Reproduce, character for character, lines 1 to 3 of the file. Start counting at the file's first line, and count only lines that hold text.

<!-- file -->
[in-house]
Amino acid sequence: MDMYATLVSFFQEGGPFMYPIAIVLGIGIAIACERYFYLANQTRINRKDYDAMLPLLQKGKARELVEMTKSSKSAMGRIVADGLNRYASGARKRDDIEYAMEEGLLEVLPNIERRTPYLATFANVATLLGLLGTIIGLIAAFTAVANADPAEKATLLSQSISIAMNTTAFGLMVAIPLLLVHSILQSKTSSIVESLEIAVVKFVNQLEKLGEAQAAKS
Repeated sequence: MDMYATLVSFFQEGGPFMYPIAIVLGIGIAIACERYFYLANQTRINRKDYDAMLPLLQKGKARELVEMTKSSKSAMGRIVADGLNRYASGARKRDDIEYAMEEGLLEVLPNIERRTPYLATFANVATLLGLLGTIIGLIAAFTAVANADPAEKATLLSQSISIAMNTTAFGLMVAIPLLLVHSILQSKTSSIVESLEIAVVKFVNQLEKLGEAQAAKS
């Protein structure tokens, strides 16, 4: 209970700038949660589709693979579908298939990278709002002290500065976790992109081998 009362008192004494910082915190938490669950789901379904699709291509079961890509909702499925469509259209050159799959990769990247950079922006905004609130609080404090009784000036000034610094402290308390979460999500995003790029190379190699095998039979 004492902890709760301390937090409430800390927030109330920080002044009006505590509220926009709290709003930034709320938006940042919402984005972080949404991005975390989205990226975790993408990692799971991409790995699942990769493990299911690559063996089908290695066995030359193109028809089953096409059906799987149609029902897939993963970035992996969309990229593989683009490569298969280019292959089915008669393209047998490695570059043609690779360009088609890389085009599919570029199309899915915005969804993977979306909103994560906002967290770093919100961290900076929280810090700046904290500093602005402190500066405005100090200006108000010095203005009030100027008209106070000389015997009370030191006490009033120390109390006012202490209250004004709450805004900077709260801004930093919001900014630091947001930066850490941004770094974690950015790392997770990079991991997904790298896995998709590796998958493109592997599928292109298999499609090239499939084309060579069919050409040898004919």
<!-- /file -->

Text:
[in-house]
Amino acid sequence: MDMYATLVSFFQEGGPFMYPIAIVLGIGIAIACERYFYLANQTRINRKDYDAMLPLLQKGKARELVEMTKSSKSAMGRIVADGLNRYASGARKRDDIEYAMEEGLLEVLPNIERRTPYLATFANVATLLGLLGTIIGLIAAFTAVANADPAEKATLLSQSISIAMNTTAFGLMVAIPLLLVHSILQSKTSSIVESLEIAVVKFVNQLEKLGEAQAAKS
Repeated sequence: MDMYATLVSFFQEGGPFMYPIAIVLGIGIAIACERYFYLANQTRINRKDYDAMLPLLQKGKARELVEMTKSSKSAMGRIVADGLNRYASGARKRDDIEYAMEEGLLEVLPNIERRTPYLATFANVATLLGLLGTIIGLIAAFTAVANADPAEKATLLSQSISIAMNTTAFGLMVAIPLLLVHSILQSKTSSIVESLEIAVVKFVNQLEKLGEAQAAKS